A Texas judge’s decision to overturn the ACA closed out a year where, despite congressional gridlock on healthcare, the Trump administration gained ground on systemic attempts to trim hospital payments and pharmaceutical prices, as well as reshape insurance markets. HHS Secretary Alex Azar maintains he will not bend to corporate pressure as he pushes policies like site-neutral payments and price transparency.

The policy outlook is less straightforward in Congress, where Democrats plan to use their newfound power in the House to blanket the Trump administration with oversight.

Meanwhile, Sens. Chuck Grassley (R-Iowa) and Lamar Alexander (R-Tenn.) will wrap up their legacies chairing the upper chamber’s two most influential healthcare committees—Finance and Health, Education, Labor, and Pensions, respectively. Grassley has a history of scrutinizing tax-exempt providers. And Alexander orchestrated a series of hearings in 2017 delving into the high cost of healthcare.

HHS and hospitals: It’s complicated

Hospitals want the Trump administration to more aggressively pushing executive authority to roll back red tape, particularly around the Stark law and accompanying regulations, which providers say stand in the way of some pay-for-value reforms, including building clinically integrated networks.

But hospitals have also been quick to sue over what they claim is an executive overreach, such as in the case of HHS’ sweeping cuts to the controversial 340B drug discount program. Pharmaceutical discounts through the program yield tens of millions of dollars annually for a growing number of hospitals, and it has become a territorial fight.

“This administration pushes the envelope on how far they can go with powers from Congress,” said Erik Rasmussen, a vice president at the American Hospital Association. “It’s a double-edged sword. When they go too far, we sue them.”

Hospitals sued over the government’s substantial clawback of money through a cut to 340B hospitals’ Medicare Part B drug reimbursements. Launched Jan. 1 of last year, the policy is winding its way through courts under ongoing litigation after a late-breaking 2018 win for hospitals in a federal district court. The cuts were extended to hospitals’ off-campus facilities at the beginning of this year.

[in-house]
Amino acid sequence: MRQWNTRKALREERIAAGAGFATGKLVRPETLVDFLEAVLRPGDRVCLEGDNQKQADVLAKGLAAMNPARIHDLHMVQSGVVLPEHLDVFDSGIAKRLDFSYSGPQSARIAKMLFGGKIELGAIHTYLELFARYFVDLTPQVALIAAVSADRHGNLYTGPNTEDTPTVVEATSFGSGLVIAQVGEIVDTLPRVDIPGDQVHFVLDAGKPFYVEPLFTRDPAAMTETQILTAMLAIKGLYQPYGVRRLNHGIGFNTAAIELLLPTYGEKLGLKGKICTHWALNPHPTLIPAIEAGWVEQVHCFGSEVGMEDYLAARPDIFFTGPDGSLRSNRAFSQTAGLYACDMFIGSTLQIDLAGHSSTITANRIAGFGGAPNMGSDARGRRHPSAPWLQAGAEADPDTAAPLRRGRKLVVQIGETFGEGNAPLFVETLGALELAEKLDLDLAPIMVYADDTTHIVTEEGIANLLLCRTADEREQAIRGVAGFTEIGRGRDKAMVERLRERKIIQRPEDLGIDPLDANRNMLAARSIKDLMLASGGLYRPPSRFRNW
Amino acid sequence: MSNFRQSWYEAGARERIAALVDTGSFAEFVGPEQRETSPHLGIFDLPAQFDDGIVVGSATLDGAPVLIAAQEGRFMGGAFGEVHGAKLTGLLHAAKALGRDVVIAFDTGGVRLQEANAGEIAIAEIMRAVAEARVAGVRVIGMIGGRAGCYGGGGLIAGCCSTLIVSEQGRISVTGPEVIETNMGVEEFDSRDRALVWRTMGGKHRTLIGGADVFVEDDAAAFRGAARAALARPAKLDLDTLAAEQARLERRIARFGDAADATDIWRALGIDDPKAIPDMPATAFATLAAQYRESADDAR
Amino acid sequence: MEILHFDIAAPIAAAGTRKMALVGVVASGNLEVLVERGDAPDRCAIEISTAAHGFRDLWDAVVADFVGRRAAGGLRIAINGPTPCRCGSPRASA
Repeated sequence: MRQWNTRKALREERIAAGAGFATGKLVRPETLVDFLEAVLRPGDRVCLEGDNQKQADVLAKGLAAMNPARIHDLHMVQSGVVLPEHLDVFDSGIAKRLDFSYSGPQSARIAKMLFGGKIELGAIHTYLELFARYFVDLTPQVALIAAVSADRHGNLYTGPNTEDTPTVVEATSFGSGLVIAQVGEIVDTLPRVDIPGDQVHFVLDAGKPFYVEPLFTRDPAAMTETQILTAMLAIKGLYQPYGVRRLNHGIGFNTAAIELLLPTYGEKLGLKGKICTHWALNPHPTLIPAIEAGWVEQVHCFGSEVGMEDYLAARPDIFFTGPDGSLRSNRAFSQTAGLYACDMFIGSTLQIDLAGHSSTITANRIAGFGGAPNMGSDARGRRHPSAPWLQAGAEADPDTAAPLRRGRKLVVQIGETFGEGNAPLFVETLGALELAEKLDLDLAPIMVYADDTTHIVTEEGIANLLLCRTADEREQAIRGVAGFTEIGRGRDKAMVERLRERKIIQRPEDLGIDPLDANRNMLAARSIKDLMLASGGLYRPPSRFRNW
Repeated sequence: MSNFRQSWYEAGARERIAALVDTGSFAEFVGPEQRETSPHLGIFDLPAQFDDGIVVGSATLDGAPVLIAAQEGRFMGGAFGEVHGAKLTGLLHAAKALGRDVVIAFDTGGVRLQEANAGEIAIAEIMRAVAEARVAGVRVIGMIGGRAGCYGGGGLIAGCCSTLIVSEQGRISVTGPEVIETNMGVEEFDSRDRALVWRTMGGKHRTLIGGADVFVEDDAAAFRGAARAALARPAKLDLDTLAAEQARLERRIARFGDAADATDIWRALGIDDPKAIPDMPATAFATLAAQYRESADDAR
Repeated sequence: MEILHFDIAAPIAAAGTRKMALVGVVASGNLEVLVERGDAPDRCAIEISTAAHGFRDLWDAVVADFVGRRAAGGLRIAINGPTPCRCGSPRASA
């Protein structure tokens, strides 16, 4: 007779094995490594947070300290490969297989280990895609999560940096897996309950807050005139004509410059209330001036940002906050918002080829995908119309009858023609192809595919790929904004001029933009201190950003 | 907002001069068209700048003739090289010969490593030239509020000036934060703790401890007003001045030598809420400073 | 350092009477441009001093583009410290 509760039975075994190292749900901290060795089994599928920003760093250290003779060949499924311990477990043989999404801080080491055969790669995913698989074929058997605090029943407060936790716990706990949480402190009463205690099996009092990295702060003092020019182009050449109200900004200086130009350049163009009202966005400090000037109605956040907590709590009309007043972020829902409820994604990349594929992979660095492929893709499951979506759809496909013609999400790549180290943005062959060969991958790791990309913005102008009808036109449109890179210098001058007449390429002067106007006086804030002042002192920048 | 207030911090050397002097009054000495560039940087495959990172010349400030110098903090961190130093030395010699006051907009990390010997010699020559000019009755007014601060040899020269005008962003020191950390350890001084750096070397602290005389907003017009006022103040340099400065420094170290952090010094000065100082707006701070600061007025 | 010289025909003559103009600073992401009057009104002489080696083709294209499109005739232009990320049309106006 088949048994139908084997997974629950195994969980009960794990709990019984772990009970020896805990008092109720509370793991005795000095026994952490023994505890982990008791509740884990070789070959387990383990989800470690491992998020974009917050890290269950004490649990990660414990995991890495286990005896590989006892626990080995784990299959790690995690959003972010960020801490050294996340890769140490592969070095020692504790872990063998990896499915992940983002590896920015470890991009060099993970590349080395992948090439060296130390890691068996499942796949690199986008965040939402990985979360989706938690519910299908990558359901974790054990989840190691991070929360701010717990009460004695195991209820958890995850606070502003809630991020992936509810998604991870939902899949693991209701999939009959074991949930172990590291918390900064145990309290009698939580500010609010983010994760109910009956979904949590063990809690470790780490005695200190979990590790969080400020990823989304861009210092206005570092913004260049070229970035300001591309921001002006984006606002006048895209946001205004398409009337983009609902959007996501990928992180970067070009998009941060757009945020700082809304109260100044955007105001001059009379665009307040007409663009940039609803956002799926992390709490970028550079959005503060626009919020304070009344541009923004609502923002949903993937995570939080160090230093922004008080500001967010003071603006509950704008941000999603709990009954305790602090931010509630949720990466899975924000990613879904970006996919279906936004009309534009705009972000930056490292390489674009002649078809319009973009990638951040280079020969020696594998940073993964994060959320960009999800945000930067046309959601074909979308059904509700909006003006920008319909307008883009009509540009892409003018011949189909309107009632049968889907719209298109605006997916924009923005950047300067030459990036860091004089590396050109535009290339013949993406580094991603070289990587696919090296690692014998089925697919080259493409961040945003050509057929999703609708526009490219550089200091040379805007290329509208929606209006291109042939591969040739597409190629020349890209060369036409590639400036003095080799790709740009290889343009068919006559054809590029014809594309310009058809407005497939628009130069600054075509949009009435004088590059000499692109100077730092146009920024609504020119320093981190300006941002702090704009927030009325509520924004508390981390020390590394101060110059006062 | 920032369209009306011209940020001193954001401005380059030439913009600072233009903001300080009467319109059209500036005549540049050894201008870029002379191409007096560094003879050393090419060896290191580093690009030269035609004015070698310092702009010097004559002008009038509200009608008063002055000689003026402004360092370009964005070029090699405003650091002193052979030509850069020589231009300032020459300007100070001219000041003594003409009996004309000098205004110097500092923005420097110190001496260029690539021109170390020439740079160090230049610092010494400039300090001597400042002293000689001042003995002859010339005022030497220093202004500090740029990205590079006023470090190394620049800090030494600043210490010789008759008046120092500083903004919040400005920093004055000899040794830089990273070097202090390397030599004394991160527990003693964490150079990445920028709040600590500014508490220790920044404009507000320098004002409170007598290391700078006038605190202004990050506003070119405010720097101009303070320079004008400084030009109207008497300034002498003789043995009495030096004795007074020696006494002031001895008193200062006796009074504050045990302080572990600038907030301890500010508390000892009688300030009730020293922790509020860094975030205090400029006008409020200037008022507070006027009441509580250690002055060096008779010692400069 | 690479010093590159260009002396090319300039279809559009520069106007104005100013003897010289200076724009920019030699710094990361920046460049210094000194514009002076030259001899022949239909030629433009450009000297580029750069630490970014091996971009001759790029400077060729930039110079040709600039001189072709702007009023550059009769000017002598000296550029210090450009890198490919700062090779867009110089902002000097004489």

Hospitals also poured lobbying dollars last year into a fight against Republican-sponsored legislation to cut back the 340B program. With a Democratic takeover of the House, hospitals are expecting a break on Capitol Hill and they plan to use the time to try to forestall political pressures over the program. Hospitals will have to disclose the community benefit funded by their 340B discount money from manufacturers, accurately estimate their discounts, and pledge to stick to the letter of the 340B law.

“We want to use the time while the field is fallow to make sure our fences are strong,” Rasmussen said. “Good fences make good neighbors.”

Hospitals and HHS anticipate a ruling on the so-called site-neutral payment policy, proposed in July and finalized in a watered-down version in November. The AHA, along with several other hospital groups, sued over the policy, again claiming executive overreach.

This administration pushes the envelope on how far they can go with powers from Congress. It’s a double-edged sword. When they go too far, we sue them.”

Under the new policy that starts this month, Medicare will pay off-site clinics the same rate it pays independent physicians for certain services.

Economist Douglas Holtz-Eakin, a former director of the Congressional Budget Office who heads the conservative American Action Forum, said it is unclear how hard the administration will ultimately come down on hospitals in light of the intense pressure.

“It has turned out to be harder than the administration expected,” Holtz-Eakin said of the payment policy. “They keep going back and forth on a policy to pay for the quality of the service, rather than paying the same rate for every site, and they’re just struggling.”

While the administration would like to keep balancing Medicare payments, he added, officials “don’t know where to go next” as they try to work out designs for these policy changes.

Hospital priorities for Congress: DSH payments

Congress has a hard deadline of Sept. 30 to decide how to manage the scheduled disproportionate-share hospital payment cuts, passed with the ACA, but never implemented.

Lawmakers last year authorized a one-year-only delay to billions of dollars in cuts to these payments, teeing up a potential legislative overhaul of the program in 2019. Republican Sen. Marco Rubio of Florida, one of the states least favored under the current formulas, has already introduced a proposal to start negotiations.

Hospital lobbyists, eager to protect overall DSH funding, have signaled lawmakers could modify the law, which has largely remained untouched since 1992.

“The devil’s in the details,” said Carlos Jackson of America’s Essential Hospitals—a trade group for hospitals that benefit significantly from the program. “We are happy to have conversations about changes, but the details matter.”